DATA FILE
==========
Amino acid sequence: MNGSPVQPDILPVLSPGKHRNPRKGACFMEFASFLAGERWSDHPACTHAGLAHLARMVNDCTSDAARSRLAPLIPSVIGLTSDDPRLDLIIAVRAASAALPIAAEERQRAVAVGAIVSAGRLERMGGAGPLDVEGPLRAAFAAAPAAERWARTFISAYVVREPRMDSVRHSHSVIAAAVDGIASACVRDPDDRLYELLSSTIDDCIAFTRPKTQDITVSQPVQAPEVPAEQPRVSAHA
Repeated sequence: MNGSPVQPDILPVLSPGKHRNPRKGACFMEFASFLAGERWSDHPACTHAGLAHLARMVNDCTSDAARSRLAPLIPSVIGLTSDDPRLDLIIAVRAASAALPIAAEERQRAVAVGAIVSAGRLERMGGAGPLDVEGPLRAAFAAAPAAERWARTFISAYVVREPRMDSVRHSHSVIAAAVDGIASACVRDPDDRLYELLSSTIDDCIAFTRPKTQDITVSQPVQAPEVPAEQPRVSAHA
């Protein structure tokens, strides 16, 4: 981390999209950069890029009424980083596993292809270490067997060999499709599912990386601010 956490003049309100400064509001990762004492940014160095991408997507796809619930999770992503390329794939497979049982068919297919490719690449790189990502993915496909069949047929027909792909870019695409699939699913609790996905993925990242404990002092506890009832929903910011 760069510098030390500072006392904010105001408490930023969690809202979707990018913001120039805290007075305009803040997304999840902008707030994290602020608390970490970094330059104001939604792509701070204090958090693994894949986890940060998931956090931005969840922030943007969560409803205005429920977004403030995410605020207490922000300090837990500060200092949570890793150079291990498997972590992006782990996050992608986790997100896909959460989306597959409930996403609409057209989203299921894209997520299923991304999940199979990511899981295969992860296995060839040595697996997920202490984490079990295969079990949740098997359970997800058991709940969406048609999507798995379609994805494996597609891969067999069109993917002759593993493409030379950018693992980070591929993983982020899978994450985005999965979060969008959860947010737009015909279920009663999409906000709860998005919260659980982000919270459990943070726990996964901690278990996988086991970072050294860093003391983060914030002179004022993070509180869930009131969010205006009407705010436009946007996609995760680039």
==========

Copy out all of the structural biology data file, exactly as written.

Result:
Amino acid sequence: MNGSPVQPDILPVLSPGKHRNPRKGACFMEFASFLAGERWSDHPACTHAGLAHLARMVNDCTSDAARSRLAPLIPSVIGLTSDDPRLDLIIAVRAASAALPIAAEERQRAVAVGAIVSAGRLERMGGAGPLDVEGPLRAAFAAAPAAERWARTFISAYVVREPRMDSVRHSHSVIAAAVDGIASACVRDPDDRLYELLSSTIDDCIAFTRPKTQDITVSQPVQAPEVPAEQPRVSAHA
Repeated sequence: MNGSPVQPDILPVLSPGKHRNPRKGACFMEFASFLAGERWSDHPACTHAGLAHLARMVNDCTSDAARSRLAPLIPSVIGLTSDDPRLDLIIAVRAASAALPIAAEERQRAVAVGAIVSAGRLERMGGAGPLDVEGPLRAAFAAAPAAERWARTFISAYVVREPRMDSVRHSHSVIAAAVDGIASACVRDPDDRLYELLSSTIDDCIAFTRPKTQDITVSQPVQAPEVPAEQPRVSAHA
């Protein structure tokens, strides 16, 4: 981390999209950069890029009424980083596993292809270490067997060999499709599912990386601010 956490003049309100400064509001990762004492940014160095991408997507796809619930999770992503390329794939497979049982068919297919490719690449790189990502993915496909069949047929027909792909870019695409699939699913609790996905993925990242404990002092506890009832929903910011 760069510098030390500072006392904010105001408490930023969690809202979707990018913001120039805290007075305009803040997304999840902008707030994290602020608390970490970094330059104001939604792509701070204090958090693994894949986890940060998931956090931005969840922030943007969560409803205005429920977004403030995410605020207490922000300090837990500060200092949570890793150079291990498997972590992006782990996050992608986790997100896909959460989306597959409930996403609409057209989203299921894209997520299923991304999940199979990511899981295969992860296995060839040595697996997920202490984490079990295969079990949740098997359970997800058991709940969406048609999507798995379609994805494996597609891969067999069109993917002759593993493409030379950018693992980070591929993983982020899978994450985005999965979060969008959860947010737009015909279920009663999409906000709860998005919260659980982000919270459990943070726990996964901690278990996988086991970072050294860093003391983060914030002179004022993070509180869930009131969010205006009407705010436009946007996609995760680039």